[Manik]

Who do you empathize with? How do you empathize? And  when you empathize with them? And it changes with every product, with every problem?

[Venky]

Yeah, absolutely. And I think that’s one thing, obviously, the user interviews and looks at your users as people rather than your means to an end or your KPI fulfillment. That needs to change for sure.

The other thing that needs to change is getting a better understanding of how to build a narrative in your product. I think you just showed me before this, you showed me the Apple email. It just had two words.

Peak performance.

That was the email right? That’s the narrative. You’ve let the user imagine the rest of it. Is it a new empty chip? Is it a new iPhone? What is it? We don’t know, but we’re going to go and find out because interest has peaked. That’s the narrative. The narrative is an enigma in that scenario, right?

If you’re building for an automotive brand with a cult following, but also like 60% of users being commuters. The narrative there is more than just a vehicle.

[Manik]

Brevity can be highly evocative.

[Venky]

Yes. I think that is what you need to learn. How to tell a good story. Not storytelling. Not the book-ish one. A good story can be done in six words.

[Manik]

Actually, how to create a story or narrative which you can tell the user. Because if you tell them, “Click on the right side of the home page, wish-listing your items, looking at the wishlist, that’s too transactional. They are not going to remember your app this way. It has to be intuitive enough and that can only be done once you go to their level of technological understanding and build accordingly.

[Venky]

It doesn’t need to be a big deal. Just build for a person, just one person, and then watch your product take flight from there.

[Manik]

But what do you think about products like WhatsApp? the whole world is their users. All kinds of people, kids of 10 years and old people of 70 years and how they have been solving it for them? How would they create something which is equally intuitive for such a wider audience

[Venky]

Because they’ve created a very simple solution.

[Manik]

Are saying simple solutions can be used by people of all ages?

[Venky]

If need be. Yeah. Let’s look at it like this, they started by targeting a set of users, right? Limited set of users like early millennials or late gen X-ers really got into it. After the BBM era.

[Manik]

It came in to replace the SMS.

[Venky]

Exactly. And that seemed like an elegant solution: “ Use it on your data”.  And at that time, If you remember, SMS used to cost money and had a limited number of SMS. 60 characters. And like a lot of things and constraints that people needed to get over.

Especially after the ease of BBM and BBM groups and things like that, this was essentially a solution which said, “Oh, just have a conversation” and that was it. That’s the solution, right? How many steps does it take for you to have a conversation with someone on WhatsApp? What is it? Open WhatsApp, open the contact. That’s a very elegant solution, right?

And whatever updates they have made, they have never touched that solution. And it’s also a ported solution, right? SMS they used to use back in the day to have a solution that connects emotionally. And that is why you need empathy. Because your solution needs to not only take care of the problem but take care of the emotions behind the problem or the emotions of the problem leads to.

[Manik]

Yeah. Exactly. Coming back to the point, WhatsApp’s way of empathizing with the users would be very different.  Then, somebody like Airtel, we’re working with. Very different audience, very limited audience, and very different expectations. So I think WhatsApp has done a pretty good job at understanding the expectations of these users and then building something for them, which is what the whole concept of empathizing is.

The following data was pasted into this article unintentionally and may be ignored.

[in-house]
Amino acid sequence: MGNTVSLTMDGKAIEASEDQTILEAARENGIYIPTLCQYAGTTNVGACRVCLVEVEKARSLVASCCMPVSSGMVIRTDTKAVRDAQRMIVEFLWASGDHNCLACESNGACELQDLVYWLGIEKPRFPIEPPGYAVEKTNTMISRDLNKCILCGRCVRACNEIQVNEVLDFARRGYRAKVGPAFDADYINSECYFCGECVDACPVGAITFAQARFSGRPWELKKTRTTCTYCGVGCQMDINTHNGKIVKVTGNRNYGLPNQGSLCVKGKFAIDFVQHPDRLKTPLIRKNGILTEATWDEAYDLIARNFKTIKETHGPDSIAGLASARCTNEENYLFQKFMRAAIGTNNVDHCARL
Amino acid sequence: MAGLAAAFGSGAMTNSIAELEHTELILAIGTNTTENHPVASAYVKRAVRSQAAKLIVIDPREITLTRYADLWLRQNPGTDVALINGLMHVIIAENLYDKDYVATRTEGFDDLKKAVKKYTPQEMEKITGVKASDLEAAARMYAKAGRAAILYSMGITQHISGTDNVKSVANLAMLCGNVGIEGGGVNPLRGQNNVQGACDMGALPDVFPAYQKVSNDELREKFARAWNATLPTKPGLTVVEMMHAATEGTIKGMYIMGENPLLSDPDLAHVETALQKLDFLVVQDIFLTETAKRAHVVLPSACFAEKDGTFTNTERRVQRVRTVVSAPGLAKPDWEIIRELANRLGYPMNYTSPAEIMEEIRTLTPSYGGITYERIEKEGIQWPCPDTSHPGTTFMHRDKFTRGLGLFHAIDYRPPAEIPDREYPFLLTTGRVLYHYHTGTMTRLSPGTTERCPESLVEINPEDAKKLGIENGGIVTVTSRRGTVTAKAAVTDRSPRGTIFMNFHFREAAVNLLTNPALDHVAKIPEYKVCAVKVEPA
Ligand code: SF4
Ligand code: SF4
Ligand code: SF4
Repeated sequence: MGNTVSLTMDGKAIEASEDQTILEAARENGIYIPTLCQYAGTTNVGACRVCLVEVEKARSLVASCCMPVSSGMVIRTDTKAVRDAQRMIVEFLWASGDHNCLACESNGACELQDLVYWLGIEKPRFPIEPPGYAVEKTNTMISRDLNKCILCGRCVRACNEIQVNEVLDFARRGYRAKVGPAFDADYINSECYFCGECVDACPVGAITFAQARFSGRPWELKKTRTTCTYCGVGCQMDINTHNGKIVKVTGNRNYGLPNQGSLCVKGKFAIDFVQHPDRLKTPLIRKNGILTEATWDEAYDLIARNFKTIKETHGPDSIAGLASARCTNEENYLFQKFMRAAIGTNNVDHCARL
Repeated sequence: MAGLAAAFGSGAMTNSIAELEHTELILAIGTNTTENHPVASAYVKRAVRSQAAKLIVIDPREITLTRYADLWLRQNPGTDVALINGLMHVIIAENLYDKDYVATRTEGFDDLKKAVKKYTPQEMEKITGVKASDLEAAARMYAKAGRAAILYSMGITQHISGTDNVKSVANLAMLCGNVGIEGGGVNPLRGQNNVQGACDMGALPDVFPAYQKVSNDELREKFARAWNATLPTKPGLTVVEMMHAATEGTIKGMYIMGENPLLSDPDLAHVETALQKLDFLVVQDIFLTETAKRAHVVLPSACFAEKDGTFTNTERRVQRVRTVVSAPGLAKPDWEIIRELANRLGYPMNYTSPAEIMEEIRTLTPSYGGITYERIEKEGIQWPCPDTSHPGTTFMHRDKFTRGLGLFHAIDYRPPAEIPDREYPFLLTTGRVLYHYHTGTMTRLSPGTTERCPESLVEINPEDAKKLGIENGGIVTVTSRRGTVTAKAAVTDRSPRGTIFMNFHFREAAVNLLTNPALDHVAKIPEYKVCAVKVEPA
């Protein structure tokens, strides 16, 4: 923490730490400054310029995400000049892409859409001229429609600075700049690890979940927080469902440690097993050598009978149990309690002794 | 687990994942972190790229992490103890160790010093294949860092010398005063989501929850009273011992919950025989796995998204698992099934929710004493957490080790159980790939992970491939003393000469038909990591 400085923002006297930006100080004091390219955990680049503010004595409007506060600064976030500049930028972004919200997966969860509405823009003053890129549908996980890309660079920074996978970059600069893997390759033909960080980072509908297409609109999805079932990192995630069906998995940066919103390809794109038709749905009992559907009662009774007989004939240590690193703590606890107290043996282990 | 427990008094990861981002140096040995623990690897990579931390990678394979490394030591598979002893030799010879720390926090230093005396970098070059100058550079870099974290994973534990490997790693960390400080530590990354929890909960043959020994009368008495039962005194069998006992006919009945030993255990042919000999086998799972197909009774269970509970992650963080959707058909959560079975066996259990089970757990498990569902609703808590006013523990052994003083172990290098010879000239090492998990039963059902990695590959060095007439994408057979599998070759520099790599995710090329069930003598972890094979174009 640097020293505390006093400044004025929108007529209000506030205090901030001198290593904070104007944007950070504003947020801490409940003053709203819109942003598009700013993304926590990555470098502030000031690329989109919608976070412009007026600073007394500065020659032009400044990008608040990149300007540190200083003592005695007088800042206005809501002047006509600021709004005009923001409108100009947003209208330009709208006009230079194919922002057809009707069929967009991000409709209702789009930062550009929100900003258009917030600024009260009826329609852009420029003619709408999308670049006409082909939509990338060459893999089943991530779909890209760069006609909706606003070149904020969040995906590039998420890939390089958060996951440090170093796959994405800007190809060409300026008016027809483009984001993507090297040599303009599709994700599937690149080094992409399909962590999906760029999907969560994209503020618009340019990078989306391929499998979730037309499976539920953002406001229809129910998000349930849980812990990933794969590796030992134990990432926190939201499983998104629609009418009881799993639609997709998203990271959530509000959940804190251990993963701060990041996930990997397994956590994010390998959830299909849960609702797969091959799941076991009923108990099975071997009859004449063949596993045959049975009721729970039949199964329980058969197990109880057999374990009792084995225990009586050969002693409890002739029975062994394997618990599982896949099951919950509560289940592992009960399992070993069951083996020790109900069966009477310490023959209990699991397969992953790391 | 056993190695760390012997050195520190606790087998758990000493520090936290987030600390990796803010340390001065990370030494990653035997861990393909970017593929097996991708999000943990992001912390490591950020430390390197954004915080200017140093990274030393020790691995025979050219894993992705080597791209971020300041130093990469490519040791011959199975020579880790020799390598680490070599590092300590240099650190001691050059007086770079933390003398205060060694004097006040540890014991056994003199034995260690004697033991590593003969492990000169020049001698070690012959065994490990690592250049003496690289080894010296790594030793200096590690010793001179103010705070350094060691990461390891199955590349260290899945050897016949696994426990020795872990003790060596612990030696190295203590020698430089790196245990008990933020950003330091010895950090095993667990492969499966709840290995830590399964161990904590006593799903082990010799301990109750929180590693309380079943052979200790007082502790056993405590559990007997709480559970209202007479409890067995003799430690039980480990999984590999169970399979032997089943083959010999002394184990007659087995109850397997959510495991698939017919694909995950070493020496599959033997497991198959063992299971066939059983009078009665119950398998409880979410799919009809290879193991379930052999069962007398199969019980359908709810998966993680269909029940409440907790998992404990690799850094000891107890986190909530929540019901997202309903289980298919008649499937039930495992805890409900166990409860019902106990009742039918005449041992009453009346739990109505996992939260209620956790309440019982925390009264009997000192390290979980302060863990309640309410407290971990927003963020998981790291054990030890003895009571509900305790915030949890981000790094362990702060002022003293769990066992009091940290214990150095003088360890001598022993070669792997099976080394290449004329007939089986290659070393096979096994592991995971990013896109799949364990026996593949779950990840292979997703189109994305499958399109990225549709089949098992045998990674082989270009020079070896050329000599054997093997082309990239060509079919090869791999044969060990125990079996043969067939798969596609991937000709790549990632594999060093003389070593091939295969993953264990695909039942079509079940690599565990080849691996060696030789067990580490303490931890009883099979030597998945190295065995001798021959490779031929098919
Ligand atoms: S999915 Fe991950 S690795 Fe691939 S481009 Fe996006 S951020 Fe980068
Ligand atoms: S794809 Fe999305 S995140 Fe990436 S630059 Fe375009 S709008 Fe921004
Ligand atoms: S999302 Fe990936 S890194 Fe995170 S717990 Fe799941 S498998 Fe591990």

[Venky]

Yeah. In fact, it’s great to bring up Airtel. Because what I just realized talking to you is the fact that we’ve built a platform for them, which is essentially a virtual assistant. So we’ve built a solution which is going to be a solution further on.  It’s one thing that the business is building out is the virtual assistant, right?

But that virtual assistant is going to be used by the users of that business. Our users are the other business. Right. But they have further users who need to find a solution through that virtual assistant. So not only do we have to build it in this way, it’s a pseudo solution for the next set of users.

[Manik]

Yeah. And I think that has taught us a lot as well in the last couple of years. Just before the user interviews, now it’s an equally important step in our process to identify our users first of all. Who do we need to empathize with and who all do we need to empathize with? Because it’s not just the end-users.

It can be multiple of those as well. Consider a possibility. We were talking about it right yesterday. WhatsApp has so many user groups, right? 10-year-old to an 80-year-old again. They still serve the same solution to all of them. Take age and onboarding and customize the interface for each. Let’s say these 10 user groups, why don’t they do that?

[Venky]

Because again, now this comes back to what you said about the developers. We need to empathize with them. Like, how do they build something like this and keep it sustainable, keep it working and make sure it doesn’t crash. If everyone is able to customize it, according to what they want, which WhatsApp lets you do to a certain degree, you can customize like the backroom customizing.

[Manik]

Customizing the intuitiveness of it, that they can’t allow.

[Venky]

Because again, that puts a load of the developer.

[Manik]

And the business also. Now they have to meet 10 different apps.

[Venky]

And imagine the number of screens. Oh my God.  But you know, I think it is empathy with yourself as a designer that you will know you can’t do this. That is important as well.

[Manik]

I think some good learnings have come out of this discussion already, which we also like everyone at Onething also should follow.

And I hope, I hope people kind of change their perspective of this step called empathize with your users.

[Venky]

Oh, for the love of God, don’t research what empathy means. Like the irony of that. No, thank you so much for having this conversation with me.

Great. So we’ll be coming up with even more interesting and insightful podcasts this season. Please keep a watch on our latest updates.

[Divanshu]

Thank you guys for listening. Keep coming back. We’ll be back again soon with a lot of good content, please subscribe to Thoughtcast by Onething on Spotify.  We are also on YouTube now, with all our podcasts and our video podcasts. So keep listening and also keep watching.

Thank you!